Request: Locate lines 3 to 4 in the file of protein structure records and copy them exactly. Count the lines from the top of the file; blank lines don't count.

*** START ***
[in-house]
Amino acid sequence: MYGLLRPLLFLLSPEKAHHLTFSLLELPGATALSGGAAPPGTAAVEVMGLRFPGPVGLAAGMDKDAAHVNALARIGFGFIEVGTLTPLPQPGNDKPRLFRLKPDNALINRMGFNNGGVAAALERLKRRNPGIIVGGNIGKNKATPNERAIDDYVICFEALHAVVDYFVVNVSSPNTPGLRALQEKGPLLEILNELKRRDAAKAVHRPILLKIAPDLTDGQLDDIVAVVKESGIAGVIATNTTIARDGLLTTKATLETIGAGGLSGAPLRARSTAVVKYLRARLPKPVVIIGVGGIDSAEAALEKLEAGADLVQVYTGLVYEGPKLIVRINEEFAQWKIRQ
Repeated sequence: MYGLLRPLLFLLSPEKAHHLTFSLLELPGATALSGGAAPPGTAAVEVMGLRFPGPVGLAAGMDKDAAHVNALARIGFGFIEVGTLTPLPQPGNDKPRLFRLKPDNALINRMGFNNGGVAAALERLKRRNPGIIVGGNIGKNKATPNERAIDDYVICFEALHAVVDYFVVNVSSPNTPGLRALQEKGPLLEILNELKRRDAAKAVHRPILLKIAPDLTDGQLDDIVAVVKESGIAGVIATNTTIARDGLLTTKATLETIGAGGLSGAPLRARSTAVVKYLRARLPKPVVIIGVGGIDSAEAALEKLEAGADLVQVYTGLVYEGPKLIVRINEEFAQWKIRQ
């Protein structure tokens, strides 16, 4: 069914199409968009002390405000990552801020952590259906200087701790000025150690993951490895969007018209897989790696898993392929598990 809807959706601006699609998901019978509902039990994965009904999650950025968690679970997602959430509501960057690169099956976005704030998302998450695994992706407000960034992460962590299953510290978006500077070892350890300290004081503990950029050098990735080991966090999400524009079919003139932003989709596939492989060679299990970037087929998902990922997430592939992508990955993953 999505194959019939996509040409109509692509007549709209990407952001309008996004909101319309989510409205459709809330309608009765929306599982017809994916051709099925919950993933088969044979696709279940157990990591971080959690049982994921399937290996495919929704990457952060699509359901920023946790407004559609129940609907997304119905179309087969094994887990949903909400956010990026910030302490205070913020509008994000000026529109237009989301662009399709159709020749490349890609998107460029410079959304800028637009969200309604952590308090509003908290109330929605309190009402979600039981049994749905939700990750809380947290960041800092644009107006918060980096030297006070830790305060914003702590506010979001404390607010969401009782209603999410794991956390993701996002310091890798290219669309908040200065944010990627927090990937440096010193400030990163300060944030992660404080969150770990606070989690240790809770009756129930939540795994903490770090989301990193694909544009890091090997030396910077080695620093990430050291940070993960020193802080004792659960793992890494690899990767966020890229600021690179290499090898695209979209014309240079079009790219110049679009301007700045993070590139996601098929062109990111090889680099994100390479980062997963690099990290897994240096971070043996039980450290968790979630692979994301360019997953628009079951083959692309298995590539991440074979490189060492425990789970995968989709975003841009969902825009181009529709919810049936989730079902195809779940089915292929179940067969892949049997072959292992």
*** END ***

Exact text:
Repeated sequence: MYGLLRPLLFLLSPEKAHHLTFSLLELPGATALSGGAAPPGTAAVEVMGLRFPGPVGLAAGMDKDAAHVNALARIGFGFIEVGTLTPLPQPGNDKPRLFRLKPDNALINRMGFNNGGVAAALERLKRRNPGIIVGGNIGKNKATPNERAIDDYVICFEALHAVVDYFVVNVSSPNTPGLRALQEKGPLLEILNELKRRDAAKAVHRPILLKIAPDLTDGQLDDIVAVVKESGIAGVIATNTTIARDGLLTTKATLETIGAGGLSGAPLRARSTAVVKYLRARLPKPVVIIGVGGIDSAEAALEKLEAGADLVQVYTGLVYEGPKLIVRINEEFAQWKIRQ
């Protein structure tokens, strides 16, 4: 069914199409968009002390405000990552801020952590259906200087701790000025150690993951490895969007018209897989790696898993392929598990 809807959706601006699609998901019978509902039990994965009904999650950025968690679970997602959430509501960057690169099956976005704030998302998450695994992706407000960034992460962590299953510290978006500077070892350890300290004081503990950029050098990735080991966090999400524009079919003139932003989709596939492989060679299990970037087929998902990922997430592939992508990955993953 999505194959019939996509040409109509692509007549709209990407952001309008996004909101319309989510409205459709809330309608009765929306599982017809994916051709099925919950993933088969044979696709279940157990990591971080959690049982994921399937290996495919929704990457952060699509359901920023946790407004559609129940609907997304119905179309087969094994887990949903909400956010990026910030302490205070913020509008994000000026529109237009989301662009399709159709020749490349890609998107460029410079959304800028637009969200309604952590308090509003908290109330929605309190009402979600039981049994749905939700990750809380947290960041800092644009107006918060980096030297006070830790305060914003702590506010979001404390607010969401009782209603999410794991956390993701996002310091890798290219669309908040200065944010990627927090990937440096010193400030990163300060944030992660404080969150770990606070989690240790809770009756129930939540795994903490770090989301990193694909544009890091090997030396910077080695620093990430050291940070993960020193802080004792659960793992890494690899990767966020890229600021690179290499090898695209979209014309240079079009790219110049679009301007700045993070590139996601098929062109990111090889680099994100390479980062997963690099990290897994240096971070043996039980450290968790979630692979994301360019997953628009079951083959692309298995590539991440074979490189060492425990789970995968989709975003841009969902825009181009529709919810049936989730079902195809779940089915292929179940067969892949049997072959292992």